For 100 hours, the carrots and broccoli had to wait. : LUSENET : Grassroots Information Coordination Center (GICC) : One Thread

Processors lament unstable power By J.N. SBRANTI BEE STAFF WRITER (Published: Monday, January 29, 2001)

For 100 hours, the carrots and broccoli had to wait.

January's power failures repeatedly shut down production lines at Patterson Frozen Foods. Without electricity, vegetables can't be processed.

In fact, it's tough to process much of anything -- rubber, plastics, chocolate -- without power. So you'd better believe manufacturers are obsessing over California's energy crisis.

And companies that had been considering moving to the state now are rethinking their plans.

"I can't imagine anyone in industry wanting to locate in California right now," said Chris Reardon, executive director of the Manufacturers Council of the Central Valley. "The existing environment doesn't bode well for our economy."

Power problems are making it extremely tough to attract new businesses to the Northern San Joaquin Valley.

"Not only is this energy crisis our largest economic challenge, it is a media nightmare," said Charline Speck, president of the Stanislaus County Economic Development Corp.

Nightly newscasts, she said, make it sound as if California is in a perpetual blackout.

Things haven't been quite that bad at Patterson Frozen Foods, but at times it has come close. During the first three weeks of January, Pacific Gas & Electric Co. shut off the food processor's electricity for a total of 100 hours.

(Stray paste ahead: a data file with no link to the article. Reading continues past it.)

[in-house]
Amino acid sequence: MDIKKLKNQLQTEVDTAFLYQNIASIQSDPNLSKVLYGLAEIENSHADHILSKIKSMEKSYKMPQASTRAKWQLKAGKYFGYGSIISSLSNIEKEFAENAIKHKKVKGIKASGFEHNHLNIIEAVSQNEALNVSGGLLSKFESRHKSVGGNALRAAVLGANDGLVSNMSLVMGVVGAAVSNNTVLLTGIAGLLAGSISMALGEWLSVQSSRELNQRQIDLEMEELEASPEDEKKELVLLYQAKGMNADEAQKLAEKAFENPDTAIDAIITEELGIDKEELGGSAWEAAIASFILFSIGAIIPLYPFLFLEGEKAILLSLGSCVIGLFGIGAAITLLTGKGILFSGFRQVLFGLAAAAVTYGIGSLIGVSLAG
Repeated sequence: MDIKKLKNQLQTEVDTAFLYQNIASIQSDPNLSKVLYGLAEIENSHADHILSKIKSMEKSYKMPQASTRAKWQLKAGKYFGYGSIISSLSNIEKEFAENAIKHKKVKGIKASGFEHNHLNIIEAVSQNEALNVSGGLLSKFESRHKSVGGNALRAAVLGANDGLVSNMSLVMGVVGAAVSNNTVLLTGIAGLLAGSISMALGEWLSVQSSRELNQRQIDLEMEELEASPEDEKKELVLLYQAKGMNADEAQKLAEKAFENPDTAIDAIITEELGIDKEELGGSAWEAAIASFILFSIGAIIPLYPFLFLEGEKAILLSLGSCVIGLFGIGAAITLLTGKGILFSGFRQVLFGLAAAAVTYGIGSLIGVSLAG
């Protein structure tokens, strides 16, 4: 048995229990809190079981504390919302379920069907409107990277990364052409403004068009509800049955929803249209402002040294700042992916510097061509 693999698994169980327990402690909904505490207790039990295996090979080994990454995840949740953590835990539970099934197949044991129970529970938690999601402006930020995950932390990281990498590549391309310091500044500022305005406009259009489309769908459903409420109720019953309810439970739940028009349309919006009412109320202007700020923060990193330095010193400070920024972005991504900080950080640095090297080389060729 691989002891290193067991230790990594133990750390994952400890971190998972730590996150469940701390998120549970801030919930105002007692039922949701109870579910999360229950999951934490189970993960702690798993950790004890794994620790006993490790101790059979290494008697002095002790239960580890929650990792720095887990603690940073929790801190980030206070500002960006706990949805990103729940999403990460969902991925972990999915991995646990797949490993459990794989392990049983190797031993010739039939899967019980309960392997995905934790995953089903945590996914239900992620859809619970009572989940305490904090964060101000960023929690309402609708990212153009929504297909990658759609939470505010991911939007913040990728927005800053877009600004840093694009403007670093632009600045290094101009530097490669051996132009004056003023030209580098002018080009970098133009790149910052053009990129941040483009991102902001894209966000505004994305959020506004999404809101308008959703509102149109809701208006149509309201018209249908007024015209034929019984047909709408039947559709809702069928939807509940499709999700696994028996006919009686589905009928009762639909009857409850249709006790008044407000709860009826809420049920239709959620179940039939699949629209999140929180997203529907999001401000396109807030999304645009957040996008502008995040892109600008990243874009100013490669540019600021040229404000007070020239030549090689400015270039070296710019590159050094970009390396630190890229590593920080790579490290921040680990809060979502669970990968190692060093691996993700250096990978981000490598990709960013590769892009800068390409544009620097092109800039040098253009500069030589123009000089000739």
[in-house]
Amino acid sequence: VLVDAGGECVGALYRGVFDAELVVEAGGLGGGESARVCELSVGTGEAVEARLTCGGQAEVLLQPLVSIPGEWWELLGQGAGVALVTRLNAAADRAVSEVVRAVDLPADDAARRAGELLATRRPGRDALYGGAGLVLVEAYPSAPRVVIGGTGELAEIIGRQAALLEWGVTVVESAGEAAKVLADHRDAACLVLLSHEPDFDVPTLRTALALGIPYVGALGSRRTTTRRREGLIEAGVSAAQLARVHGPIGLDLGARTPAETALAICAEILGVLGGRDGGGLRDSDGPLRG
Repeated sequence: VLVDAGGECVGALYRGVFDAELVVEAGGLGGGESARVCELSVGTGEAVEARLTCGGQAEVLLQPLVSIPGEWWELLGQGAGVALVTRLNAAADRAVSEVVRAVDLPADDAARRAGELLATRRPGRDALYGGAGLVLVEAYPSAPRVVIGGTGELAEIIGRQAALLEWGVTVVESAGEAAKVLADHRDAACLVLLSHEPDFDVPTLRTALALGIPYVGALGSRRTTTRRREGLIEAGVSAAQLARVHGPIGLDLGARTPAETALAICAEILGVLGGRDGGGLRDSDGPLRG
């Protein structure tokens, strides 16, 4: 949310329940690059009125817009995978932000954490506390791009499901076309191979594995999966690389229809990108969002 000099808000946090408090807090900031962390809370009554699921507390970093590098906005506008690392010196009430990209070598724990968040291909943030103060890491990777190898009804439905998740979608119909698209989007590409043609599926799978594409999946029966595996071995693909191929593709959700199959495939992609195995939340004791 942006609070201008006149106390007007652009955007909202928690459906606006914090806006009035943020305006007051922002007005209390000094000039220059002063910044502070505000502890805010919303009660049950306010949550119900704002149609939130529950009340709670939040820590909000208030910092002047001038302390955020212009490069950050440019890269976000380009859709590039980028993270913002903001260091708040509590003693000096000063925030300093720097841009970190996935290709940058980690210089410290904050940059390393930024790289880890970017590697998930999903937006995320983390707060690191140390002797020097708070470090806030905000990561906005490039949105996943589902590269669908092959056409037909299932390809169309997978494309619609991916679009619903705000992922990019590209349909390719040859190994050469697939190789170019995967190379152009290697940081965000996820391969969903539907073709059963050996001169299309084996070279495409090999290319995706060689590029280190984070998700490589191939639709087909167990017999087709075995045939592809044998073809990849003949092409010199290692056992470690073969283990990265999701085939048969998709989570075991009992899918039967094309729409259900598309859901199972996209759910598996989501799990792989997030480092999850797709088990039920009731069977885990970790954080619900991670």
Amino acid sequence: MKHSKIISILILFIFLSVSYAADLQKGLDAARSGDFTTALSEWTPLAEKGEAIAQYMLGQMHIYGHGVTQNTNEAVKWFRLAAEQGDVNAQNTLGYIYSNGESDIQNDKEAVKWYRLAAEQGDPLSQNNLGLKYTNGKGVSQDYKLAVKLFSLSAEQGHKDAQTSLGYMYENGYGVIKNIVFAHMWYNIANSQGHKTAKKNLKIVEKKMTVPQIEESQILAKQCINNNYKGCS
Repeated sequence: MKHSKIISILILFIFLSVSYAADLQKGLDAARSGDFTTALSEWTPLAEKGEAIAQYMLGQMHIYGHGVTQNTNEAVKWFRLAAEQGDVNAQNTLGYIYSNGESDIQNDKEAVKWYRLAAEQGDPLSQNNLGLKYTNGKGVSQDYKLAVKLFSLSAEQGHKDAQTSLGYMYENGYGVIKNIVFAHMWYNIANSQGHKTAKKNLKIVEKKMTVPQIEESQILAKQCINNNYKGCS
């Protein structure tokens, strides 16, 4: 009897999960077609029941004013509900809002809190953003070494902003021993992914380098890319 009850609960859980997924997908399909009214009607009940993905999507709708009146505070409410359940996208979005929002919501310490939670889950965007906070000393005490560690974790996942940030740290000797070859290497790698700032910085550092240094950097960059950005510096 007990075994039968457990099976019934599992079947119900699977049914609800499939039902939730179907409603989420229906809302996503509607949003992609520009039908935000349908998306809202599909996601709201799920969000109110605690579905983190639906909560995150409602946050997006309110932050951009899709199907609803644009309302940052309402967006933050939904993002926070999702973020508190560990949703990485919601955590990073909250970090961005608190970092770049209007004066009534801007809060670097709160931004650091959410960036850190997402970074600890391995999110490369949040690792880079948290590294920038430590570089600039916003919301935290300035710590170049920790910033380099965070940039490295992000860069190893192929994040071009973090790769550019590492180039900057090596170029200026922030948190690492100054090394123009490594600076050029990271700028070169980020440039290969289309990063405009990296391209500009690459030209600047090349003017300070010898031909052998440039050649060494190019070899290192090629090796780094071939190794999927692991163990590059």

The blackouts lasted up to 18 hours at a time, said Paul Fanelli, vice president of human resources for Patterson Frozen Foods, which annually employs an average of 650 people. The company had volunteered to have its power interrupted in trade for lower electric rates, but it hadn't expected so many failures so close together.

Complicating the electricity shortage are soaring natural-gas prices.

Fanelli said his company's gas costs have tripled in the past year. That's a huge expense because natural gas is burned to heat the boilers that cook the food.

"You cannot pass this increased energy cost onto consumers," Fanelli said, "because we compete in a global market."

That global market means San Joaquin Valley's manufacturers are closely scrutinizing how their energy bills compare with those paid by competitors around the world.

"If things continue this way, we're in trouble," warned Elaine Trevino, who heads the Merced County Economic Development Corp.

Trevino recently polled 12 of her county's largest employers, and several of them -- particularly the food processors -- expressed extreme concern about the cost and reliability of power.

"Most food processors are holding their breath," agreed Reardon from the manufacturers council. He said electricity failures and gas-price spikes this summer could be disastrous. "Can you imagine all that raw fruit sitting out in the open sun not able to be processed?"

Such visions haunt company executives, especially those who are debating where to locate their next facility.

"When you're making multimillion-dollar investment decisions, you want to know that key resources are going to be available to you," said Mike Locke of the San Joaquin Partnership, which promotes economic development in San Joaquin County. "Corporations want long-term stability."

Since California's power supply is anything but stable, promoting new development here has become a tricky task.

Speck, for example, has been negotiating with a "big plastics manufacturer" that is considering moving to Stanislaus County.

"We're bracing ourselves for a phone call," said Speck, who fears those plastic-manufacturing jobs will end up out of state.

Locke, meanwhile, is trying to stay optimistic about the state and the valley's future.

"California is the seventh-largest world economy, and it will not find itself without energy resources," Locke insisted. "We will find the solutions. The difficulty will be during the next 24 to 36 months."

It's expected to take about that long for new power sources to go into operation.

Until then, Fanelli said, it definitely "will not be business as usual.",1113,234426,00.html

-- Martin Thompson (, January 29, 2001

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